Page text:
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Validity of Customer Notation

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Question: 
A customer has placed the phrase "void after 90 days" on his checks. A check was presented and paid after the ninety day timeframe. The customer wants the money back. Are we liable?
Answer: 

No, you are not liable. Occasionally, businesses put legends on their checks to encourage payees to negotiate them promptly. The UCC attaches no importance to them; the language does not automatically make the check void after the stated period. It does not rise to the level of a contractual responsibility to return stale items on the part of the drawee bank unless the drawee bank agreed to the responsibility. In my experience, such commitments are only made in positive pay operations based on specific contractual language. (Federal government checks are handled differently.)

You don't say how the customer placed this language on his checks. If he ordered the checks through your bank and your check printer affixed the language on your instruction, then you need to have a sit down with the employee who processed the order. Your bank might agree to put the language on checks ordered by a business or government entity after an appropriate discussion. That discussion might include requiring the customer to sign an acknowledgment that the bank is not responsible for enforcing the legend.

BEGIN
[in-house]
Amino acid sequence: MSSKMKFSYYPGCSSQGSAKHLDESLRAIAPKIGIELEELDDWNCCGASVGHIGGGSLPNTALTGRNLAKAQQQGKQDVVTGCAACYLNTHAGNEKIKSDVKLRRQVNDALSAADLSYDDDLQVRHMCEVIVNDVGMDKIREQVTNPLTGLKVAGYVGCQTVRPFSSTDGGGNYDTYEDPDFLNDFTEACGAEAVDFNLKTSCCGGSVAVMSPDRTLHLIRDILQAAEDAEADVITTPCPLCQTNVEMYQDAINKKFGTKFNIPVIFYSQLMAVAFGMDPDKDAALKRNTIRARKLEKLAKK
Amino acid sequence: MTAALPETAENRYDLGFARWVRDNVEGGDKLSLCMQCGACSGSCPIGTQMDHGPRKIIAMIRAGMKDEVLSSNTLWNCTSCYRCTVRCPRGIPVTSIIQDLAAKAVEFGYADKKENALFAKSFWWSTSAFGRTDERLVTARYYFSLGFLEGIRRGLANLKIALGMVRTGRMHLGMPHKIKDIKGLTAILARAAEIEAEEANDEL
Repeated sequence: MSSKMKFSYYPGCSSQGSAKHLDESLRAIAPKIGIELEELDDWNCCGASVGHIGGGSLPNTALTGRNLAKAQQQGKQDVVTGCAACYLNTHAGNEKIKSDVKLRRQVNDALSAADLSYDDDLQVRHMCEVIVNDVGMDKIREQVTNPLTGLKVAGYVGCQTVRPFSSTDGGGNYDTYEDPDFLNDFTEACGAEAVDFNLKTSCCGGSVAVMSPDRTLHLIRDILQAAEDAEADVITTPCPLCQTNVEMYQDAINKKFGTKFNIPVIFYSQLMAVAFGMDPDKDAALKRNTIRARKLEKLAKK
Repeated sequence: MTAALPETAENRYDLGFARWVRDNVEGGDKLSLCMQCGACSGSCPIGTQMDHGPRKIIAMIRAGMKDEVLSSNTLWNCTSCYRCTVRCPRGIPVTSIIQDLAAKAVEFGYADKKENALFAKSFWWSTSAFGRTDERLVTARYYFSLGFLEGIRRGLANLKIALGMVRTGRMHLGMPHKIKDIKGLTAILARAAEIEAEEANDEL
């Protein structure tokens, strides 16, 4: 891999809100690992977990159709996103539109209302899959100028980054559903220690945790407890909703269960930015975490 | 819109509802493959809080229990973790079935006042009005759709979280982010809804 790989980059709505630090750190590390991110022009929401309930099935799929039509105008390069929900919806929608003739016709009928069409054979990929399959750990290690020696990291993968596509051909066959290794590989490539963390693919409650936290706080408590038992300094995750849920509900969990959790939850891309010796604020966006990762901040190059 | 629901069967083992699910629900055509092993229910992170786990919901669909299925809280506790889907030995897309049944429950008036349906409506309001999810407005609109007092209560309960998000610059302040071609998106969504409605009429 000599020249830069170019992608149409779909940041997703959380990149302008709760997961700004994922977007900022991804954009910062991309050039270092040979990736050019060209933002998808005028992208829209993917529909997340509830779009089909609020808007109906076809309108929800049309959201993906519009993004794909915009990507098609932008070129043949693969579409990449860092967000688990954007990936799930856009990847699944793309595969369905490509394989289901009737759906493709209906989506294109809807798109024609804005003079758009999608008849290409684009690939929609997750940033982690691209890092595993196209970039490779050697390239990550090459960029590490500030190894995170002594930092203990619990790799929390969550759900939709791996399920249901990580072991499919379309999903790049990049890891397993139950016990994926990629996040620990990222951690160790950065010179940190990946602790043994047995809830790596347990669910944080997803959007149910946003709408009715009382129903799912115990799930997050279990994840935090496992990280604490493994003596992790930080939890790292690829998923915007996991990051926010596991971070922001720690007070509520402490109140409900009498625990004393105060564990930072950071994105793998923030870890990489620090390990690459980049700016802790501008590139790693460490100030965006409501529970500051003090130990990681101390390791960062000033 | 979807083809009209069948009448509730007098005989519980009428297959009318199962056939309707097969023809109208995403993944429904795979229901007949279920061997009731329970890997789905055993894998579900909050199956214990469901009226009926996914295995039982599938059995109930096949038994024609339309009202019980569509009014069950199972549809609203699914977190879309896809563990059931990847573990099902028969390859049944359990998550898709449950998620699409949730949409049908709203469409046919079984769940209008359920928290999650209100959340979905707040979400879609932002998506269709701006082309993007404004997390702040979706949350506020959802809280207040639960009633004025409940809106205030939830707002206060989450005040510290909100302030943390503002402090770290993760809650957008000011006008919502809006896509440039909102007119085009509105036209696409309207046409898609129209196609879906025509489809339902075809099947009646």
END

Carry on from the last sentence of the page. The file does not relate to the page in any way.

However, under no circumstances should you go along with putting such language on checks ordered by an individual. Any individual who wants this is in need of a hobby and will expect your bank to devote some time to his hobby in the future.

First published on BankersOnline.com 9/20/10

First published on 09/20/2010

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